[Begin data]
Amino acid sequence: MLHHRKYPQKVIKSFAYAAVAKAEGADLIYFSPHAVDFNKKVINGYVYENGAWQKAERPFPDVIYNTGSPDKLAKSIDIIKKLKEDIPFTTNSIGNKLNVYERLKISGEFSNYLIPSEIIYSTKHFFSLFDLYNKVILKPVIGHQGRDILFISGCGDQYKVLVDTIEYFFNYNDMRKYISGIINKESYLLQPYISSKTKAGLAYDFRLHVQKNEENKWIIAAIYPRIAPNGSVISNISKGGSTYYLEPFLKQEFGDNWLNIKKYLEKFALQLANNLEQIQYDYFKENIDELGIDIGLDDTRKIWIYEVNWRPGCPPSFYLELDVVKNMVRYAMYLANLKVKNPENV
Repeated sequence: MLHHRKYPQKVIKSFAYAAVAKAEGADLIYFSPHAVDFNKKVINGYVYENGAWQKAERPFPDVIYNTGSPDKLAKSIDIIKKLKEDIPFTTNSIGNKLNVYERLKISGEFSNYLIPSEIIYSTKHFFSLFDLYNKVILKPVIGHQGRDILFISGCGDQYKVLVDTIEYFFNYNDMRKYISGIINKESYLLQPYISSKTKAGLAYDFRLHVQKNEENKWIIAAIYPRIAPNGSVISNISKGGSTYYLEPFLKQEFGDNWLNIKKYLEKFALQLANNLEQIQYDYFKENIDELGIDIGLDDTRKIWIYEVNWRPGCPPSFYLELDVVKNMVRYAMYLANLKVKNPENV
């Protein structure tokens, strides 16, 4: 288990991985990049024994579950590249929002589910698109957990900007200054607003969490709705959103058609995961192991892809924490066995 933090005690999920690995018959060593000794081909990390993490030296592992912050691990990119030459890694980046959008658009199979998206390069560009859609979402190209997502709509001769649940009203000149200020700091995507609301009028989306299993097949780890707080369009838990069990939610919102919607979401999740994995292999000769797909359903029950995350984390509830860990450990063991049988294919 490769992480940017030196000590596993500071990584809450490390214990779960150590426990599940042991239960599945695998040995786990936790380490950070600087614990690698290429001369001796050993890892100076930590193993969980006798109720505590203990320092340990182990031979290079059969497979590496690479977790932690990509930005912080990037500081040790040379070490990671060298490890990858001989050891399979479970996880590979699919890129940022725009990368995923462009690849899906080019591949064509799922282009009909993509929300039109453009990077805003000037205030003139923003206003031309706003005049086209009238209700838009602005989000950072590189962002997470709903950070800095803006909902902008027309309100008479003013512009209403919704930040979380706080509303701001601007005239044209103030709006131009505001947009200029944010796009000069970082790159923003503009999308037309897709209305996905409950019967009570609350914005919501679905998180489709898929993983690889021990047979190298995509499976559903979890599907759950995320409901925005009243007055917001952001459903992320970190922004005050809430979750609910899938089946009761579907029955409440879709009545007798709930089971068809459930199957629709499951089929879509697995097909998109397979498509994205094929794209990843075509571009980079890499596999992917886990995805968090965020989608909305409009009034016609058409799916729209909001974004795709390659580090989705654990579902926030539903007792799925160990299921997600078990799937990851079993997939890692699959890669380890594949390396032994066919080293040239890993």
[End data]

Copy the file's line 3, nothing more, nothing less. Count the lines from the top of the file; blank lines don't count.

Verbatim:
């Protein structure tokens, strides 16, 4: 288990991985990049024994579950590249929002589910698109957990900007200054607003969490709705959103058609995961192991892809924490066995 933090005690999920690995018959060593000794081909990390993490030296592992912050691990990119030459890694980046959008658009199979998206390069560009859609979402190209997502709509001769649940009203000149200020700091995507609301009028989306299993097949780890707080369009838990069990939610919102919607979401999740994995292999000769797909359903029950995350984390509830860990450990063991049988294919 490769992480940017030196000590596993500071990584809450490390214990779960150590426990599940042991239960599945695998040995786990936790380490950070600087614990690698290429001369001796050993890892100076930590193993969980006798109720505590203990320092340990182990031979290079059969497979590496690479977790932690990509930005912080990037500081040790040379070490990671060298490890990858001989050891399979479970996880590979699919890129940022725009990368995923462009690849899906080019591949064509799922282009009909993509929300039109453009990077805003000037205030003139923003206003031309706003005049086209009238209700838009602005989000950072590189962002997470709903950070800095803006909902902008027309309100008479003013512009209403919704930040979380706080509303701001601007005239044209103030709006131009505001947009200029944010796009000069970082790159923003503009999308037309897709209305996905409950019967009570609350914005919501679905998180489709898929993983690889021990047979190298995509499976559903979890599907759950995320409901925005009243007055917001952001459903992320970190922004005050809430979750609910899938089946009761579907029955409440879709009545007798709930089971068809459930199957629709499951089929879509697995097909998109397979498509994205094929794209990843075509571009980079890499596999992917886990995805968090965020989608909305409009009034016609058409799916729209909001974004795709390659580090989705654990579902926030539903007792799925160990299921997600078990799937990851079993997939890692699959890669380890594949390396032994066919080293040239890993």